To fully appreciate beer, you need to put all of your senses to work: your eyes to see the color of the beer; your nose to smell the beer; your tongue to taste the beer and for mouthfeel; your ears to enjoy the sound of the bottle opening and pouring into the glass; and your sense of touch to feel for the proper temperature of the beer.
Most beers are best poured down the center of a clean, room-temperature glass. Many of the Belgian Ales are bottled-conditioned (yeast in the bottle) so you may want to decant the beer - pour the beer leaving the yeast sediment in the bottom of the bottle. Please use a glass and don’t drink out of the bottle. Beer should be seen to be appreciated and the brewer spent a lot of time and money to create that beautiful head.
Appearance: Beer color can range from pale yellow, to golden, to copper, to amber, to red, to brown to chocolate to almost black. The length of time roasting of the grain determines the color of the beer. Flavor & mouthfeel can vary tremendously with beers of the same color. Look at the head and size of the bubbles. Small, tight bubbles indicates natural carbonation. Whereas large bubbles often indicates artificial injection of carbon dioxide. Many people consider a ‘bright’ (clear & uncloudy) beer an indication of quality. I put very little emphasis on clarity - many cloudy beers are incredible.
Aroma: Pour the beer into the glass then hold it up to your nose to savor the aroma of the beer. You may smell the floral aroma given from the hops or the sweetness from the malted grains. You may also smell when improper brewing techniques or improper handling have occurred. Oxidation will smell like cardboard or metal. A skunky smell indicated that the beer has been light-struck or has been exposed to heat & cold.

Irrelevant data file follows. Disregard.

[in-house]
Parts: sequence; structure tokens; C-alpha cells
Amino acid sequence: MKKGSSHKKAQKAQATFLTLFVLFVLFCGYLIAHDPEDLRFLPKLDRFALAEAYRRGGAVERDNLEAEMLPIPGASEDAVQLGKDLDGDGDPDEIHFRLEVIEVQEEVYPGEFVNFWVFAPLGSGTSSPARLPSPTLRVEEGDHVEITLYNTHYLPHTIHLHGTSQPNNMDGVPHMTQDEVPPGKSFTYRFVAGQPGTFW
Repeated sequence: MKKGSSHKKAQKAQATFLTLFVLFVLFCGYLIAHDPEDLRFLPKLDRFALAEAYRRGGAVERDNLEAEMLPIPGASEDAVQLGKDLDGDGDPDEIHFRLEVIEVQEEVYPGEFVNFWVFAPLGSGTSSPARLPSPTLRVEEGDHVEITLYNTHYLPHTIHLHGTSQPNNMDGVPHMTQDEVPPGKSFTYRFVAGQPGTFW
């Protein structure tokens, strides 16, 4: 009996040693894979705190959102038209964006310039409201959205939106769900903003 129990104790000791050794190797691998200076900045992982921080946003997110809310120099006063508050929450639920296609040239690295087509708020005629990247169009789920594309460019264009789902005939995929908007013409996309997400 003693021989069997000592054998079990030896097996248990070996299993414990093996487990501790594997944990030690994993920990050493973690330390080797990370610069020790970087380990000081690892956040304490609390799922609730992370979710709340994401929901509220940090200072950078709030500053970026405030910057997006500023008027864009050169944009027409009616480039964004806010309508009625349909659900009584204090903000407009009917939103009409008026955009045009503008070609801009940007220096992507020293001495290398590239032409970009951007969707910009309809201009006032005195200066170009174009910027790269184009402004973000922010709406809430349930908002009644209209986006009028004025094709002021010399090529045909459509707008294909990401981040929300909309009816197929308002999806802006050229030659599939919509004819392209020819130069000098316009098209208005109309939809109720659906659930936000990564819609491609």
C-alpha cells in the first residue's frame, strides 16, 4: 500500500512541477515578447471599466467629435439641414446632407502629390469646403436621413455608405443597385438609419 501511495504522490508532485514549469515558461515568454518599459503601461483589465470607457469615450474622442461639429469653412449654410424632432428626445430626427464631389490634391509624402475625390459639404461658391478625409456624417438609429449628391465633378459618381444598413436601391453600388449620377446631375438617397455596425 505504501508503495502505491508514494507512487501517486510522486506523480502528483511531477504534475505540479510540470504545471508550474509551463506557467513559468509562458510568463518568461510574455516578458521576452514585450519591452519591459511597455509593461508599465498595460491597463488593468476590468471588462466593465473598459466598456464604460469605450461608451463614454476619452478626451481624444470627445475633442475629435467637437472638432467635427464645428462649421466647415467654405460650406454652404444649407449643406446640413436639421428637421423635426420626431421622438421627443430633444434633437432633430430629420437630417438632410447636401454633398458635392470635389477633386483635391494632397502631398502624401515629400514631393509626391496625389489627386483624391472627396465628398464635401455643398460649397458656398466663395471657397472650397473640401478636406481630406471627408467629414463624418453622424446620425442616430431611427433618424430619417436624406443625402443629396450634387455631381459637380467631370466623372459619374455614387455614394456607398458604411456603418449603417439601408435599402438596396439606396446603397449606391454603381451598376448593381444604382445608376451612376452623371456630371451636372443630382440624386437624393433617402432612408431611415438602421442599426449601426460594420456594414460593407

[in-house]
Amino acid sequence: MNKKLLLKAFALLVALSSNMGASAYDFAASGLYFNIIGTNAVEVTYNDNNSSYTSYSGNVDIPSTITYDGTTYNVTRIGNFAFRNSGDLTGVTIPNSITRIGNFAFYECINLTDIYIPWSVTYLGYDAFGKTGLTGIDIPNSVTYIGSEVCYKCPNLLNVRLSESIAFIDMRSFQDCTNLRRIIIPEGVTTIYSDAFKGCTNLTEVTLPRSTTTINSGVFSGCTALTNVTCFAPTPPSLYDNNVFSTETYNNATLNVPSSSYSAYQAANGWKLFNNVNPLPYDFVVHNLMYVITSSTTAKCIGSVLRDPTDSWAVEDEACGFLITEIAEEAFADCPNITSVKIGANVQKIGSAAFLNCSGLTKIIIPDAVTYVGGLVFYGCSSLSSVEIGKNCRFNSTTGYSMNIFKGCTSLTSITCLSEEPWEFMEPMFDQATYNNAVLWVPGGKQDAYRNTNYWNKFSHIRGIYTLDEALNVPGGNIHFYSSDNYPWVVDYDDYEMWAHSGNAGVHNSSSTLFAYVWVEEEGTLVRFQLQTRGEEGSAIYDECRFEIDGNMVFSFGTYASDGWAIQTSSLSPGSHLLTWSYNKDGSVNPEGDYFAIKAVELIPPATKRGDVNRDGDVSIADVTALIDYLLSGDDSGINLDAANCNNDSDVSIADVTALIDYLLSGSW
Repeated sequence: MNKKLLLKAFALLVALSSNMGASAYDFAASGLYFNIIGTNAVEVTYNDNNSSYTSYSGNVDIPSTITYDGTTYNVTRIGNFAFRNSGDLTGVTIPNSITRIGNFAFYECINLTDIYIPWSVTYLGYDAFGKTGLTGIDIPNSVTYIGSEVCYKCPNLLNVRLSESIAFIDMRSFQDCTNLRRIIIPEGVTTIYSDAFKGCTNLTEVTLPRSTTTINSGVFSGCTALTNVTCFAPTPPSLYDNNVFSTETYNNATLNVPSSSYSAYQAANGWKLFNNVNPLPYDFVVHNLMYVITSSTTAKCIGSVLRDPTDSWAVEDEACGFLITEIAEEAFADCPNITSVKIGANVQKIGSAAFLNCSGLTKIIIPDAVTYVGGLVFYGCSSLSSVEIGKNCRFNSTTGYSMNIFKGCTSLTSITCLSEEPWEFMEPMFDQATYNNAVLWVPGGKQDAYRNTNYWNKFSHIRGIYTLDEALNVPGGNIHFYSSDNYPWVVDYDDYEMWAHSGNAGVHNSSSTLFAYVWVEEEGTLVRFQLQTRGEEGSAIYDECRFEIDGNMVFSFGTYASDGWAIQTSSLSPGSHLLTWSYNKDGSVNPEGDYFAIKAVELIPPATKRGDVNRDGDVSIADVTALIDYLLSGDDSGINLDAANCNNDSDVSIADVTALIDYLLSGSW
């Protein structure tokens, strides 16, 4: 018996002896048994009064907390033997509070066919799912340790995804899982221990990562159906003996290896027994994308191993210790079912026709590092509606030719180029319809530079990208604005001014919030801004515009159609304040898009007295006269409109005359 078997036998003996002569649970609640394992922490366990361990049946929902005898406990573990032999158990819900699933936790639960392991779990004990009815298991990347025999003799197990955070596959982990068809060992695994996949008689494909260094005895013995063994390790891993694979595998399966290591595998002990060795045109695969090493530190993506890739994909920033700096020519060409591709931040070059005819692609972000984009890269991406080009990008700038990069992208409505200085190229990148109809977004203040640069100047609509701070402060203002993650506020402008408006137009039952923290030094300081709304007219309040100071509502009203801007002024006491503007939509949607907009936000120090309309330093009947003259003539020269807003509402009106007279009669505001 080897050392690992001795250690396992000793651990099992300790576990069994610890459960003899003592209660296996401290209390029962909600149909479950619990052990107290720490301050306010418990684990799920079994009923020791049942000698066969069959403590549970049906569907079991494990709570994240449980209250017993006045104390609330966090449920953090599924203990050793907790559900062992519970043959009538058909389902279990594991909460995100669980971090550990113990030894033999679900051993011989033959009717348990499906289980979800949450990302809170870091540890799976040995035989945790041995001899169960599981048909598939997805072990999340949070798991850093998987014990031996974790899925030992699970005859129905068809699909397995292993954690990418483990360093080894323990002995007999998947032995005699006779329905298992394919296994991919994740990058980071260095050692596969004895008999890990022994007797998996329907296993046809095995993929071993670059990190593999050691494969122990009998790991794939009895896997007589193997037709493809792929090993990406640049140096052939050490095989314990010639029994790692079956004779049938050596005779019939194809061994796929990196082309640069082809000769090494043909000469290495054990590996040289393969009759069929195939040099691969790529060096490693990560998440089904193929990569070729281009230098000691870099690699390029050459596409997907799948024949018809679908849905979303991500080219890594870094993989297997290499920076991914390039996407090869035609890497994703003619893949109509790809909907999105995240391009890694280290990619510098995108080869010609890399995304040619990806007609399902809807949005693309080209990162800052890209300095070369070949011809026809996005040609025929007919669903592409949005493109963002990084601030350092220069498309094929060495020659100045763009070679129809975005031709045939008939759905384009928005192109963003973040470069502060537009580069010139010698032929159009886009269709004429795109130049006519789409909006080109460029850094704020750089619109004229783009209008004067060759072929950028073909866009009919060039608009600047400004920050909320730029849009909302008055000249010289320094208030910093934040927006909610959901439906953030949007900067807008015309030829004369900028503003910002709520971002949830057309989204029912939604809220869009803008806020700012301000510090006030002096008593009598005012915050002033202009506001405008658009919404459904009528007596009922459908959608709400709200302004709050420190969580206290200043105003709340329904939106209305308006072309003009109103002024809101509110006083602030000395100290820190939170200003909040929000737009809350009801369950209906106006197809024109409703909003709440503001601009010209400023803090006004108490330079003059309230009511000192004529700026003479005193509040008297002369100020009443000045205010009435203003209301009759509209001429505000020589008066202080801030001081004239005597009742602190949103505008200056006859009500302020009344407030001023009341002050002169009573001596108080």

Taste: Use all the the taste buds on your tongue. Sweet is on the front; tart/sourness at the sides of the back; and bitterness at the center back. Beer that is well balanced with give equal billing to all areas of the tongue. Not all beer should be well balanced. Some will be very tart. Some very bitter and some very sweet.
Mouthfeel: Feel the beer swirl over your tongue and around your mouth. A pilsner will be very light and crisp and a Trappist Double will be very full and tongue coating.
Enjoyment: Match the beer style to your activity. Playing tennis goes well with an American Pale Ale or a Lager. Smoking a cigar requires a Russian Imperial Stout or other robust ale. Properly pairing food with beer enhances both the beer and the food. Above all enjoy the company and conversation of the people with whom you are sharing the beer experience.
Responsibility: You know your limits. Beer should be fun, not tragic. Be responsible and know when to say when.